The Electric: Chord Voicing

In this series I try and address different aspects of the practical side of playing electric guitar in church music. This week we’ll talk about chord voicing and how they can be used when playing in the church band.

 

THERE IS MORE THAN ONE WAY TO PLAY THE G CHORD

A while back I was asked to play electric guitar at the last minute. The church had an electric and an amplifier and that was it. No overdrive pedal, no delay, the amp  had some reverb but the options were pretty much just “on” and “off'”. What’s a guitar player to do?

Really it was no big deal. I set the amp to a good tone with as much volume as would permit. I added a little bit of reverb to give some atmosphere and I played.

One of the biggest mistakes that you’ll see a 2nd guitar player make in church, whether they be on acoustic or electric, is to play the exact same thing as the worship leader. With no effects to separate our guitars sonically, I use different voicings to fill in the sound and keep things from getting “muddy”. If the leader is playing the standard G chord, maybe I will play it in an “A Shape” Barre chord on the 10th fret. Maybe I will use a Capo on the 5th fret and play a D Chord which in this case equals the G chord but will sound different enough to fill out the sound.

DO THE OPPOSITE!

If the band leader is strumming, I’ll finger pick or do arpeggios. If the band leader is finger picking on a slow song, maybe I’ll come in on the 2nd verse with “whole note strums” letting the chords ring out behind the picking. If the worship leader has a capo, I’ll probably think about not using a capo, or visa versa.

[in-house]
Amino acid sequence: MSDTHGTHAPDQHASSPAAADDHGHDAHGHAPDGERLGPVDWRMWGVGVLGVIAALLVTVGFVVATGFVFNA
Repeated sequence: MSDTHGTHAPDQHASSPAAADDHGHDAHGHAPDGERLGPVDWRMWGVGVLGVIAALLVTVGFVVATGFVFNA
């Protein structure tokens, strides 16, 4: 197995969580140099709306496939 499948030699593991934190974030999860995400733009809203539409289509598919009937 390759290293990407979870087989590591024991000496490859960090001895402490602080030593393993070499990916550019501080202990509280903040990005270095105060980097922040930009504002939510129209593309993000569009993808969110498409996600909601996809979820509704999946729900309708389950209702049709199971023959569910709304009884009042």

IT’LL KEEP YOU OUT OF TROUBLE

Just because you’re talented at playing guitar doesn’t mean that you’re talented at playing with a band. I’ve known plenty of guitarists who are amazing. They can sit at home for hours and do kill metal runs or blues leads and do things that I will never be able to dream of. The problem is that when they get into a band setting, especially at church, they’re lost and turn the song into a 4 minute non-stop guitar solo. No matter how good your playing is THAT IS HORRIBLE!!! Seriously, I can’t emphasize this enough. (See my previous blog posts on the subject.)

Knowing different chord voicings and how to use them will give you a base to work from so that you’re adding to the song instead of taking away from it by drawing attention to your own playing.

HOW I USE CHORD VOICINGS

A lot of this developed over time. First on my acoustic guitar, when I was bored, looking through chord books to find open chords for intros and bits to “spice up” a song when it was just me playing. I transitioned it into electric playing but the principle is the same. Take all the stuff I’ve mentioned above and figure out how it all works out in a practical setting. So with Capos I know that a vast majority of worship songs are in “G, D, E, C, etc” so I’ve gotten it down my memory how to transpose from E to D, so I can see a chord chart for a Amazing Grace in E, put a capo on 2nd fret and play it like it’s in D. I can do the same with G if I put the capon on the 5th fret. The same is true for a few other keys. So that even if its just two acoustics strumming together the same pattern, the sound and frequency of the chords will be different and add depth to the music.